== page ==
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This is a follow up to the question Replacing a tactile switch with an ultrasonic ranger.

TL;DR the circuit is meant to take a variable analog signal output that varies between 0V and 5V, and make it 0V for values < 100mV and 5V for values >= 100mV

I built (breadboarded) the circuit referenced there, using an LT1637:

LT1637 circuit

I kept the R3, R4 and R5 values as given, and set R1 to 220\$\Omega\$ and R2 to 10k\$\Omega\$. The analog input of my ultrasonic ranger is plugged into the 'input' line, and I've measured that without this in place, the ranger produces the voltage I expect on the analog output - around 68mV when something is 6" or closer, and more as the object moves away. The R1/R2 bridge sets my voltage threshold to 111mV.

What I'm seeing is that the input line goes from varying between 68mV and 5V (depending on distance to object in front of it) to between 2.0V and about 2.5V, depending on distance. This is very unexpected to me. The output of the op-amp stays fixed at VCC (which is 5.22V from a regulated wall-wart).

When I simulate a DC sweep on this circuit, plugging in appropriate values, I get the input behaving as expected, and the output pegged at VCC, regardless of input voltage.

So:

  • Is there a problem with this circuit?
  • And why is my ranger output line being biased and constrained to [2V, 2.5]?
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  • \$\begingroup\$ Are you sure that R3 is 100 and R4 is 10,000? It feels like you've got much more positive feedback than 5*100/10000 V. \$\endgroup\$ – horta Mar 19 '15 at 3:53
  • \$\begingroup\$ Oh wait, this is wrong too: R1 to 220Ω and R2 to 10kΩ. it should be the other way around. Otherwise your set point is very close to 5V. I'm guessing you probably just stated this backwards and you actually have it correct in your simulation and in your breadboard. I'd look closer at my first post. \$\endgroup\$ – horta Mar 19 '15 at 3:56
  • \$\begingroup\$ I just rechecked all R values with a meter, they're all correct (or at least as stated). Flipping R1 and R2 does have an effect - it makes the input unconstrained (though different than without this circuit - it would bottom out at 68mV on its own, goes to 48mV now), but output is now stuck at 0V? \$\endgroup\$ – kolosy Mar 19 '15 at 4:03
  • \$\begingroup\$ If your R values are the same as in the picture, then you should not be seeing 111mV at the negative input. You should see 5*10000/(10220)=4.89V Please confirm that you see either 111mV or 4.89V at the negative input to the op-amp. \$\endgroup\$ – horta Mar 19 '15 at 4:17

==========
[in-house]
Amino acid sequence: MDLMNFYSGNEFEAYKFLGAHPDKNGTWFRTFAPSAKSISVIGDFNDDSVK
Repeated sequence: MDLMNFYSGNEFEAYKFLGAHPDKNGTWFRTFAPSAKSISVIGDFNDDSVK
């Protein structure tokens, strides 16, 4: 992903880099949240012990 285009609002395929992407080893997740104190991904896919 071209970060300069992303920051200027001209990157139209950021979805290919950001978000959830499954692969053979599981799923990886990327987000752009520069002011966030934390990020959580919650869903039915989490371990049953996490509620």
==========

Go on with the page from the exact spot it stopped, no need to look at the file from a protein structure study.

• \$\begingroup\$ I see 5.11V, which is right given the 5.22V Vcc. The 111mV I reference above is for what I expect the logical voltage threshold to be, not the observed value at V-. Op-amps are bit beyond me, apologies if I'm confusing matters. \$\endgroup\$ – kolosy Mar 19 '15 at 4:23
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I think your problem is actually that your ultrasonic sensor doesn't have a "hard" voltage output. It appears to have a high output resistance of ~10K. That means that you've got a voltage divider between R4 and the ultrasonic output. R3 is pretty much too small to care about. The ultrasonic sensor is getting overwhelmed with voltage from the op-amp. I would remove R4 to begin trouble-shooting. This would remove feedback so you won't get hysteresis, but you'd no longer have current back-feeding your sensor.

Two potential solutions:
1. Increase the feedback resistors by 10X or 100X to lower the relative output resistance of the sensor.
2. Buffer the sensor output with an op-amp.

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  • \$\begingroup\$ Does this mean that hysteresis isn't an option in this design, or is there another way to accomplish it? Another op-amp buffering the input? \$\endgroup\$ – kolosy Mar 19 '15 at 4:43
  • \$\begingroup\$ An op-amp buffering the input would certainly work. Op-amps have very low output impedances/resistances. Another option that may work is to increase the feedback resistors to something like 100k and 1k for R4 and R3 or possibly even higher than that, something like 1M and 10k. In that way, the output resistance of the sensor would look much smaller and would therefore carry more weight in terms of the voltage at the input node. \$\endgroup\$ – horta Mar 19 '15 at 4:47
  • \$\begingroup\$ fwiw, switching the feedback resistors to 1K and 1M solved the issue as well. \$\endgroup\$ – kolosy Mar 26 '15 at 1:42

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